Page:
I had to ring my son’s school this morning to clarify something. It was a perfectly reasonable request to find out more information and work out which form went where and how much do I pay. Sporting event, you know the drill. I found myself saying things like ‘I’m sorry to bother you.’ And ‘I’m not very good with forms’ and even a ‘silly me’.
Sorry to bother you – the woman works in the school office. She’s used to being bothered, she’s even paid for it. I’m not very good with forms. What do I eat them instead of filling them in. Have a panic attack every time my sons bring one home. And as for silly me – am I a little girl being told off by matron? No. I’m a woman who’s approaching fifty with a whole wealth of experience. Of using the telephone, having adult conversations and yes. Filling in forms.
I was wondering if this is an English thing, a woman thing or just a me-thing. I swear I came out of the womb apologising. “Oh excuse me Mrs. I hope I didn’t cause you too much pain. I’ll try and make it up to you by not waking you in the night for the next five years.”
Possibly it came from my parents who were huge on being polite and deferential. There were so many rules. Give up your seat to someone younger, older, fatter, thinner than you. Walk on the outside of the path, nearest the scary road with the big lorries, so other people can walk on the inside and be safe from certain death or a least a puddle being splattered all over them. This was when I was five. It just got worse after that. Let everyone choose from the tray of cakes first, even if you are left with rock cake while all the others are now tucking into chocolate éclairs and meringues. You have done the right thing and you should be proud.
Please and thank-yous – I was trapped in their merciless prison. The first six or seven things I said to anyone especially grown-ups, was ‘please, thank you, please, thank you, please.’ Quite frankly it made me a right pain in the arse. Would the stuttering child with an attack of over-politeness please stand up! But of course I couldn’t. I was too shy, too nervous of getting it wrong. So I hid at the back.
I was prone to tears and would always stand at the back so as not to draw attention to myself. I’m surprised I didn’t wet myself but the fear of bottle green tights was the dominant fear. Then everyone would know and perhaps I would have an unfortunate nickname, like pissy pants, which would stretch into adulthood.
Nervous-Nerys turned into Wilma-Worry. In the old days it was straightforward things like will I fart in front of my gorgeous new boyfriend, will my hair get any curlier? Does everyone’s intimate body parts look like this? To bigger things such as being so terrified of falling under the train that I might just jump as a way of getting the ordeal out of the way. I should have started therapy earlier.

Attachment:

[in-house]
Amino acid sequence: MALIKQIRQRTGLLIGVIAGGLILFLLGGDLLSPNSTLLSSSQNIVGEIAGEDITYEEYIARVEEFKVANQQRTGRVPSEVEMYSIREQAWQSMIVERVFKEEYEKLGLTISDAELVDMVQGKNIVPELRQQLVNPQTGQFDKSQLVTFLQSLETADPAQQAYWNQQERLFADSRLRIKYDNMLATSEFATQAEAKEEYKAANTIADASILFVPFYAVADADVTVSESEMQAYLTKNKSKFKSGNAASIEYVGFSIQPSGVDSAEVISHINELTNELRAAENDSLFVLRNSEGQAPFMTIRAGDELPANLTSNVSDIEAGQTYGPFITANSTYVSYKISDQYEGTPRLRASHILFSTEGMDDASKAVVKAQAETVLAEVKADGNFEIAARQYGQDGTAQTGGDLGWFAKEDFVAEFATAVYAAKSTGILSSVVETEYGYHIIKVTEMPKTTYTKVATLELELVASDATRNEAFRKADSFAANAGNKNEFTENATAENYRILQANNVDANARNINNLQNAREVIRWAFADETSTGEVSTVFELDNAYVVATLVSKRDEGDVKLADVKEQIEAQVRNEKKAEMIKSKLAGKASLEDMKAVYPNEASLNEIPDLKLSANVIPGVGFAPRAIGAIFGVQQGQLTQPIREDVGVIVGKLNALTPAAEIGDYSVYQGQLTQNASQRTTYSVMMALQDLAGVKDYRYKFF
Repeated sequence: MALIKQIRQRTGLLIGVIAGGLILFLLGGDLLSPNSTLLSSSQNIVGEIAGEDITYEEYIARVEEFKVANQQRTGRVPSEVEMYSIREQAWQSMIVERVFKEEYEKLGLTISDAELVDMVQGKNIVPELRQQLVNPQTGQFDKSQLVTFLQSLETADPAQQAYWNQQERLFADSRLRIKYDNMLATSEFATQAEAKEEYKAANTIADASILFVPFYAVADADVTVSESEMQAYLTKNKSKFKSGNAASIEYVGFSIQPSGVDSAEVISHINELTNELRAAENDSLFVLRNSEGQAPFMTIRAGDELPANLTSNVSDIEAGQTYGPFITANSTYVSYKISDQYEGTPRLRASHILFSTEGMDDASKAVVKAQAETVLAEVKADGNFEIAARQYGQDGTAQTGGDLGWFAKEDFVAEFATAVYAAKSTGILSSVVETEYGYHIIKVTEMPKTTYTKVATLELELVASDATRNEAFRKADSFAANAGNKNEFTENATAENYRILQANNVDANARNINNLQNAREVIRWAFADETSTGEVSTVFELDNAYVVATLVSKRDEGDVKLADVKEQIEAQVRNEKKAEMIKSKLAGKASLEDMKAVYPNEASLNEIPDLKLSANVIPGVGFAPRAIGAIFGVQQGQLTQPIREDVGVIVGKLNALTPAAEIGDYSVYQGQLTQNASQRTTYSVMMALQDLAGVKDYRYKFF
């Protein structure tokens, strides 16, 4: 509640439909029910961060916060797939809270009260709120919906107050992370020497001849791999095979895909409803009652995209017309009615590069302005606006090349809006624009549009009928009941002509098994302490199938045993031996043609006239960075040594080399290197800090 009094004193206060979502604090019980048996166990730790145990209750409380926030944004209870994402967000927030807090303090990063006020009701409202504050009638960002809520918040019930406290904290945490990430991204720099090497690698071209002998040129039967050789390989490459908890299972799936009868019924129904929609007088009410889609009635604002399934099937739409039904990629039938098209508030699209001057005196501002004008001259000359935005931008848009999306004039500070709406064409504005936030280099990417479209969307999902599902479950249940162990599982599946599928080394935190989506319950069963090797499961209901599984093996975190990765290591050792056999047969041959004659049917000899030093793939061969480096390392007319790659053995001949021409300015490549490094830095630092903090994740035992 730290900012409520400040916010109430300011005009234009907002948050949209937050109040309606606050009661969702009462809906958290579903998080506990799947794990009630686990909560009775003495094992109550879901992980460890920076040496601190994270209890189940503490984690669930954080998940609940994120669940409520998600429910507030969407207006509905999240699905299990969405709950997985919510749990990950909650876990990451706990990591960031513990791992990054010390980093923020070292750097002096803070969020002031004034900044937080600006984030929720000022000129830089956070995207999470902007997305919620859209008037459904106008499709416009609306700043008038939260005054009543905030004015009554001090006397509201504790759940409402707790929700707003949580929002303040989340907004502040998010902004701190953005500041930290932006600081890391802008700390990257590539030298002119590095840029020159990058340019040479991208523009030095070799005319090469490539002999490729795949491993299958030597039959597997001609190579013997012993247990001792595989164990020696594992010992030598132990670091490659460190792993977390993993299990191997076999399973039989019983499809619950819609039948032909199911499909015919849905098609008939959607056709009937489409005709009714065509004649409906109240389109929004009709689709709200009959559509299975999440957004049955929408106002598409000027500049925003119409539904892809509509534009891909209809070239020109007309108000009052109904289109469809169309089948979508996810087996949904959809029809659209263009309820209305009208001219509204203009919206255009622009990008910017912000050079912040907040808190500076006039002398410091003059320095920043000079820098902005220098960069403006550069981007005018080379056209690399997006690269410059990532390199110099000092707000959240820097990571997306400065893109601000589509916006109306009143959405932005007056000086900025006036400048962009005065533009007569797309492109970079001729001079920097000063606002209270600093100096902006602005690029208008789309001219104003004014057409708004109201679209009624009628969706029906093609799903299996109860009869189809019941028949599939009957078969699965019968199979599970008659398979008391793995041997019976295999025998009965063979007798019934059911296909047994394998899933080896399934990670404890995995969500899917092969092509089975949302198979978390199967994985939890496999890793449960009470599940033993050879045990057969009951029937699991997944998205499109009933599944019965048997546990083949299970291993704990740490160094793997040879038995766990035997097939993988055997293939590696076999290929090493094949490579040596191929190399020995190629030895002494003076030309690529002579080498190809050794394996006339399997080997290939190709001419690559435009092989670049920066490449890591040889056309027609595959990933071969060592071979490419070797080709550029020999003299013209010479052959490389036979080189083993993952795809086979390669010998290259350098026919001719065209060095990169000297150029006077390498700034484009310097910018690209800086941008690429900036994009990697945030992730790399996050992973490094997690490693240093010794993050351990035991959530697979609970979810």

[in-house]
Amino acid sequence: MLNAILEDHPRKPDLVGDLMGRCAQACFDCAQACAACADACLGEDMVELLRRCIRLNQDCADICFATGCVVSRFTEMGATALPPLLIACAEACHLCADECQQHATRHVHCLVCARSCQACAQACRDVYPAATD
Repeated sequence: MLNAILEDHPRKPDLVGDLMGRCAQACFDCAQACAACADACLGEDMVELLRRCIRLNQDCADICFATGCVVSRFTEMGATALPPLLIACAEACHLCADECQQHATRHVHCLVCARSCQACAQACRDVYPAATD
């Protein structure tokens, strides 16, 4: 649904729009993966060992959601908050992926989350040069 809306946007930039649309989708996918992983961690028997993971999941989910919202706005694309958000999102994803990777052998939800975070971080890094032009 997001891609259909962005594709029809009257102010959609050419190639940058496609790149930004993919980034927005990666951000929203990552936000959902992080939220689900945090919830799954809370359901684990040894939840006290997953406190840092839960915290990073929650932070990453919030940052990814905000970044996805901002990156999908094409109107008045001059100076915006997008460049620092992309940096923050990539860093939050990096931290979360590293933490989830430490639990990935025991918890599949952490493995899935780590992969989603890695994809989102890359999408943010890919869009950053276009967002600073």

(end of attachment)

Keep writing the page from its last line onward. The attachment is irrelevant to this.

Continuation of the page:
All those worries paled into insignificance when I had my first child. This tiny scrap of human life was completely dependent on me for his very survival. Holy crap. There was so much that could go wrong. There was no instruction booklet. Scrap that. There were zillions of books that all had conflicting advice. I liked the pictures in Miriam Stoppard’s books but she was even scarier than my parents. “To get your child to eat his or her dinner, make the different items of food into an interesting scene. A smiley face, a flower or a scaled down model of the Houses of Parliament.”
I read all sorts of stuff. When despite breast feeding my baby, the clinic advised me to feed my child water. He didn’t like it so the nurse suggested putting sugar in the water. I didn’t like the sound of that so I read a health magazine, I read a lot of those in those days, which suggested using honey instead. That sounded good but I was out of honey. Next time I visited the clinic the nurse said that children shouldn’t be fed honey until they are one years old because of botulism. I had nearly inadvertently poisoned my baby.
The list went on. SIDS, sharing the bed with your cherub, let alone dropping them. We had a three story house with open plan stairs. Well, he survived. So did his brother. But I lost touch with my sanity somewhere along the line.
Anyway, I’m off for a coffee. If that’s okay with you. Thank you, thank you. (Moving deferentially from the room so as not to turn my back to you).